How Strong is Support for Testing?

K-12 Testing

Based on results from polls such as the Phi Delta Kappan annual education survey, it appears that the public largely favors standardized testing. What is more rarely investigated, however, is how important the public thinks testing is as compared with other measures of student outcomes. Some recent studies suggest that support for testing may be neither strong nor deep.


The sixth Kappan poll of teachers' attitudes, reported in the April 1999 issue, asked both teachers and members of the public to evaluate the importance of six measures of school effectiveness. Among teachers, standardized test scores finished a distant sixth, viewed as very important by only 15 percent. Half the public thought tests were very important, but this still ranked sixth, well behind the fifth most important indicator. According to both teachers and the public, the two most important measures are "Percentage of high school graduates who practice good citizenship" and "Percentage of students who graduate from high school." Percentages of graduates going to college or getting jobs and the percent who graduate from college or junior college were also listed as more important than standardized tests.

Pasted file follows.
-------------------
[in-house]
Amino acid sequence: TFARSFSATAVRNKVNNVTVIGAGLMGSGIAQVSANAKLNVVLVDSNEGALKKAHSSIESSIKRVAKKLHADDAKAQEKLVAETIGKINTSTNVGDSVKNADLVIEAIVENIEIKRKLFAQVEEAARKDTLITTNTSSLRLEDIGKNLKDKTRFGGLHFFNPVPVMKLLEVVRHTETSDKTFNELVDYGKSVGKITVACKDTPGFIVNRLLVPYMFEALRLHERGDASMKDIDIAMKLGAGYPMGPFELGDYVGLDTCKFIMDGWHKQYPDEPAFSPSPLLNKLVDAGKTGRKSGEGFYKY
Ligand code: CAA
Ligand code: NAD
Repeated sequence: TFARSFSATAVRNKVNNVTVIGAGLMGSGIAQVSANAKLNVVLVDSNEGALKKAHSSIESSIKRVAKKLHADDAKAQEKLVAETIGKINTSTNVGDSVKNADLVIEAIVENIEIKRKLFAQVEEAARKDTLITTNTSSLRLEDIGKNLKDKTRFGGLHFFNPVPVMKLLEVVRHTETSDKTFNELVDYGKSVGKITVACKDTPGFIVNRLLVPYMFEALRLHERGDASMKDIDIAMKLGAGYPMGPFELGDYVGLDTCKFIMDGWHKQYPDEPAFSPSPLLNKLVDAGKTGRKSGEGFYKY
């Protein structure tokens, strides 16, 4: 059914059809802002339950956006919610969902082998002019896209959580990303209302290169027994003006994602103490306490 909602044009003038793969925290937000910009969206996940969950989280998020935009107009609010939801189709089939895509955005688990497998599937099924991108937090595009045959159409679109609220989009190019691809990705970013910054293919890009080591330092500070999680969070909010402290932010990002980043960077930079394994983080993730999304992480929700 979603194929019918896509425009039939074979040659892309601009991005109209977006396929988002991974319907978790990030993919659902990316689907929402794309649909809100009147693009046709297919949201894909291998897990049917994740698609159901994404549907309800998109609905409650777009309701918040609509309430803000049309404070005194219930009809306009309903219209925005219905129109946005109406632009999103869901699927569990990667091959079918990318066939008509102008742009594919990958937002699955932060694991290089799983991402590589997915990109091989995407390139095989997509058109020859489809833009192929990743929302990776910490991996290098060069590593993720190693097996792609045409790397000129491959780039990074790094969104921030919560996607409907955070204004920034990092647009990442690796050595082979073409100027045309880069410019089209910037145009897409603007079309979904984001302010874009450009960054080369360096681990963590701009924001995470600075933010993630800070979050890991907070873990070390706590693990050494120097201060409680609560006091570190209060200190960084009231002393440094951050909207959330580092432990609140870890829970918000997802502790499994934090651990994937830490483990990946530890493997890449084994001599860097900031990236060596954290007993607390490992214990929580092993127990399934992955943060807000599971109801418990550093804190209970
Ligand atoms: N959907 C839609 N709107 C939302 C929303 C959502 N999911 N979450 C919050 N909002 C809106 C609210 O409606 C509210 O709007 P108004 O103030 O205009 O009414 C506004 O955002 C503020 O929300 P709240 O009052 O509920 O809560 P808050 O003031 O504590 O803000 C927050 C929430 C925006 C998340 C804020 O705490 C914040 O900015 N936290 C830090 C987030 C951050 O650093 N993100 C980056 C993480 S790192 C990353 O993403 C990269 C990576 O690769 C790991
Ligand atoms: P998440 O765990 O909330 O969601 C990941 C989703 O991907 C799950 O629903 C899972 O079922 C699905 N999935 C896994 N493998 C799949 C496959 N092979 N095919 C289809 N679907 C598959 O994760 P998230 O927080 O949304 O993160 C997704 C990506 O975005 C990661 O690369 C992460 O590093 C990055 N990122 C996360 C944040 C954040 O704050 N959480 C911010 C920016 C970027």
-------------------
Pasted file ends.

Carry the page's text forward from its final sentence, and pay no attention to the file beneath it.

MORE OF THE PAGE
In the fall of 1968, ten local forums to discuss how to improve public education were held in Illinois (Phi Delta Kappan, April 1999). The suggestions for improving schools, in order of how often the ideas were proposed, were: 1) reducing class size; 2) improved preparation for new and current teachers; 3) making education more of a parent-school partnership; 4) replace the reliance on property taxes as a means to fund schools; and 5) improve school buildings. Forum participants also often pointed to the importance of good citizenship. The use of testing to improve schools, the central strategy promoted for years by "reformers" from President Clinton to many political and business leaders, did not make the list.


Recently, the Ohio Coalition for Equity and Adequacy of School Funding reported on the results of over 100 town meetings and of some 1400 survey forms assessing public opinion about education. Most participants did not think highly of the Ohio Proficiency Tests (OPT). Fifty-six percent said the tests were not effective for accountability, while 32 percent approved of them.